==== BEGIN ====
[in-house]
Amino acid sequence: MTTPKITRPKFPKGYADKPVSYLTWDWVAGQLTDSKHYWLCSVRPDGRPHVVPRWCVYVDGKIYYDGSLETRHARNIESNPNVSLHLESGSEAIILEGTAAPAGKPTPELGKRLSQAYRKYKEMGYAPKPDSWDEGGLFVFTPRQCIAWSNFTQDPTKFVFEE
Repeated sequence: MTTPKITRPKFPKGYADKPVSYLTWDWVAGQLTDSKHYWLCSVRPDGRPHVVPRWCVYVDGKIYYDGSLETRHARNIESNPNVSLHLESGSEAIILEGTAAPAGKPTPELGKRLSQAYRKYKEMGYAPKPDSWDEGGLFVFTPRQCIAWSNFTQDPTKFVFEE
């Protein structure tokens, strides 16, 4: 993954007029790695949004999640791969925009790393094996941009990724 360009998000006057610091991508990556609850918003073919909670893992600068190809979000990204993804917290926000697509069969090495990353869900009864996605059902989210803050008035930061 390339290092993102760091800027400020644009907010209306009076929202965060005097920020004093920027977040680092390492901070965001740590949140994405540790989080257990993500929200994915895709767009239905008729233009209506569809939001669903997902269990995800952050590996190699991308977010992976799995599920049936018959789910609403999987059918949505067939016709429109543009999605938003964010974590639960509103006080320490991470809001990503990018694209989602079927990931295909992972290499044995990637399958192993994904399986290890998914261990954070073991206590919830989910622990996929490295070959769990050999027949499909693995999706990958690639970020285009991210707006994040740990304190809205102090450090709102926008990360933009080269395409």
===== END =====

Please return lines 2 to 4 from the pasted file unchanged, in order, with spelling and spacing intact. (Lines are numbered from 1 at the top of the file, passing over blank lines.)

Amino acid sequence: MTTPKITRPKFPKGYADKPVSYLTWDWVAGQLTDSKHYWLCSVRPDGRPHVVPRWCVYVDGKIYYDGSLETRHARNIESNPNVSLHLESGSEAIILEGTAAPAGKPTPELGKRLSQAYRKYKEMGYAPKPDSWDEGGLFVFTPRQCIAWSNFTQDPTKFVFEE
Repeated sequence: MTTPKITRPKFPKGYADKPVSYLTWDWVAGQLTDSKHYWLCSVRPDGRPHVVPRWCVYVDGKIYYDGSLETRHARNIESNPNVSLHLESGSEAIILEGTAAPAGKPTPELGKRLSQAYRKYKEMGYAPKPDSWDEGGLFVFTPRQCIAWSNFTQDPTKFVFEE
């Protein structure tokens, strides 16, 4: 993954007029790695949004999640791969925009790393094996941009990724 360009998000006057610091991508990556609850918003073919909670893992600068190809979000990204993804917290926000697509069969090495990353869900009864996605059902989210803050008035930061 390339290092993102760091800027400020644009907010209306009076929202965060005097920020004093920027977040680092390492901070965001740590949140994405540790989080257990993500929200994915895709767009239905008729233009209506569809939001669903997902269990995800952050590996190699991308977010992976799995599920049936018959789910609403999987059918949505067939016709429109543009999605938003964010974590639960509103006080320490991470809001990503990018694209989602079927990931295909992972290499044995990637399958192993994904399986290890998914261990954070073991206590919830989910622990996929490295070959769990050999027949499909693995999706990958690639970020285009991210707006994040740990304190809205102090450090709102926008990360933009080269395409």